Dating furniture willow Free maryland married chat rooms
After felling a suitable tree, the bodger would cut the tree into billets, approximately the length of a chair leg. Using the side-axe, he would roughly shape the pieces into chair legs. The finishing stage was turning the leg with the pole lathe (the pole lathe was made on site).
Other definitions of the word bodge taken from Robert Hunter's "The encyclopædic dictionary", suggest that it could also be a corruption of "botch", meaning "patch".
The "sides" of the shelter may have been enclosed in wicker or wattled manner to keep out driving rain, animals, etc.
High-Wycombe lathe became a commonly used generic term to describe any wooden-bed pole lathe, irrespective of user or location, and remained the bodger's preferred lathe until the 1960s when the trade died out, losing to the more cost-effective and rapid mechanised mass production factory methods.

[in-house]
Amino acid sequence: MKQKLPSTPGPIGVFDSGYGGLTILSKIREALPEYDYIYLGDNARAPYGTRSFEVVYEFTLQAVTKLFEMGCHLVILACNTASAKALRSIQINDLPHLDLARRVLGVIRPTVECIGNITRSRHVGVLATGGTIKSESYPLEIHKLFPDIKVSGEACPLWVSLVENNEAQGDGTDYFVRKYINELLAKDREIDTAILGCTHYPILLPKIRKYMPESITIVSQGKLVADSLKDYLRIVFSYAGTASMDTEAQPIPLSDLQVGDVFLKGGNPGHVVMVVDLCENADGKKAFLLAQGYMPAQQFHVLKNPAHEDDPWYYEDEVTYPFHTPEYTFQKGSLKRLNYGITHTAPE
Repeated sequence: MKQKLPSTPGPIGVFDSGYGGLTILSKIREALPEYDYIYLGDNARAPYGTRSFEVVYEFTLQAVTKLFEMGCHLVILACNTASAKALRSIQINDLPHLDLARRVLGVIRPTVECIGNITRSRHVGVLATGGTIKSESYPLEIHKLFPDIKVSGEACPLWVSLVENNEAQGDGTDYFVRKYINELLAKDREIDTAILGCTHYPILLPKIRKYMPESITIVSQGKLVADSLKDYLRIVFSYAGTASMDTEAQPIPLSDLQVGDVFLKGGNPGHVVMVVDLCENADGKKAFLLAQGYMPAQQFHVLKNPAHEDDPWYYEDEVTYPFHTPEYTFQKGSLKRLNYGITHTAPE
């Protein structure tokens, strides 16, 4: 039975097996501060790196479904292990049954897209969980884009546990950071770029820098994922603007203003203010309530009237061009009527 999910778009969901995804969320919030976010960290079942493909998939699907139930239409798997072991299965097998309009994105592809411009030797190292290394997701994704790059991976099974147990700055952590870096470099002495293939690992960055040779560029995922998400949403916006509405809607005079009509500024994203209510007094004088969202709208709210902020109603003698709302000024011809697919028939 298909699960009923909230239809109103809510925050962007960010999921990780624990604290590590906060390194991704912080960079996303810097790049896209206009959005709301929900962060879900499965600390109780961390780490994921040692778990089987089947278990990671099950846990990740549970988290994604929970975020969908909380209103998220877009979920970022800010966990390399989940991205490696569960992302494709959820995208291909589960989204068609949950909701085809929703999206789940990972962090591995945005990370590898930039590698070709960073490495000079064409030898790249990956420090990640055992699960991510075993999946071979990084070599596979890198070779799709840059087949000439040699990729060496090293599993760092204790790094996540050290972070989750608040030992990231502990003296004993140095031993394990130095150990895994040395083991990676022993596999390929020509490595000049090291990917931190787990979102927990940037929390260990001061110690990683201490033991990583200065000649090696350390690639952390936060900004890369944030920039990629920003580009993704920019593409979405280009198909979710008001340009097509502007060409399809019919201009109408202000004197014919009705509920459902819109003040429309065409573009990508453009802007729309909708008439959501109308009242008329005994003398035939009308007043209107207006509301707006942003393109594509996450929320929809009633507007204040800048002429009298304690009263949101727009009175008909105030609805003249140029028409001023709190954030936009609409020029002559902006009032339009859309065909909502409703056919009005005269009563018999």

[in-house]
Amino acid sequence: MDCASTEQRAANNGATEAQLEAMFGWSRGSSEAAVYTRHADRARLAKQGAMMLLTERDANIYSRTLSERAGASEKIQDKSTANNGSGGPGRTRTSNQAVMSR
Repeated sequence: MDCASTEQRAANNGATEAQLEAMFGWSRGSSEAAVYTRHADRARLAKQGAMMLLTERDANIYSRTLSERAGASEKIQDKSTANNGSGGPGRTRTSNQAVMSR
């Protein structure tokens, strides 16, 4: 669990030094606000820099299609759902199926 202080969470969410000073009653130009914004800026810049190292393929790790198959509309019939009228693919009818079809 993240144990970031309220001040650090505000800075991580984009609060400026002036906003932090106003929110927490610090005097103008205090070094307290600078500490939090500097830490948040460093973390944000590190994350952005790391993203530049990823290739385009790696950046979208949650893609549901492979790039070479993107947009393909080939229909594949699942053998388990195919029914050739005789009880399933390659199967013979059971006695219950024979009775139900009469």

Chairs were made and parts turned in all parts of the UK before the semi industrialised production of High Wycombe.
As well recorded in Cotton the English Regional Chair Bodgers also sold their waste product as kindling, or as exceptionally durable woven-baskets.
Of the other craftsmen involved in the construction of a Windsor chair, one was the benchman who worked in a small town or village workshop and would produce the seats, backsplats and other sawn parts. The framer would take the components produced by the bodger and the benchman and would assemble and finish the chair.